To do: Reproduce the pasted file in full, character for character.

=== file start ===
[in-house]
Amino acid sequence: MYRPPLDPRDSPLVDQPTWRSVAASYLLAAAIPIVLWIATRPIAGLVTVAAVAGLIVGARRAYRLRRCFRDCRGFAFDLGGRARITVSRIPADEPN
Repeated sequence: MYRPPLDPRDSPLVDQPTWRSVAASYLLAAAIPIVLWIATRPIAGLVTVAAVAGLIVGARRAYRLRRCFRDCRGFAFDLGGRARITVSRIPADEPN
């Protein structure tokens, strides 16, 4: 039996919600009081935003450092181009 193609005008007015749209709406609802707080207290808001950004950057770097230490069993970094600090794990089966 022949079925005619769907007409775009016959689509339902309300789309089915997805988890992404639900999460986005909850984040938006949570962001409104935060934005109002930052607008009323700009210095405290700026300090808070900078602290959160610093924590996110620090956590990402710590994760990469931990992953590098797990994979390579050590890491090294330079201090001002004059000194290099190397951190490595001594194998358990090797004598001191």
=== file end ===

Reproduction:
[in-house]
Amino acid sequence: MYRPPLDPRDSPLVDQPTWRSVAASYLLAAAIPIVLWIATRPIAGLVTVAAVAGLIVGARRAYRLRRCFRDCRGFAFDLGGRARITVSRIPADEPN
Repeated sequence: MYRPPLDPRDSPLVDQPTWRSVAASYLLAAAIPIVLWIATRPIAGLVTVAAVAGLIVGARRAYRLRRCFRDCRGFAFDLGGRARITVSRIPADEPN
């Protein structure tokens, strides 16, 4: 039996919600009081935003450092181009 193609005008007015749209709406609802707080207290808001950004950057770097230490069993970094600090794990089966 022949079925005619769907007409775009016959689509339902309300789309089915997805988890992404639900999460986005909850984040938006949570962001409104935060934005109002930052607008009323700009210095405290700026300090808070900078602290959160610093924590996110620090956590990402710590994760990469931990992953590098797990994979390579050590890491090294330079201090001002004059000194290099190397951190490595001594194998358990090797004598001191």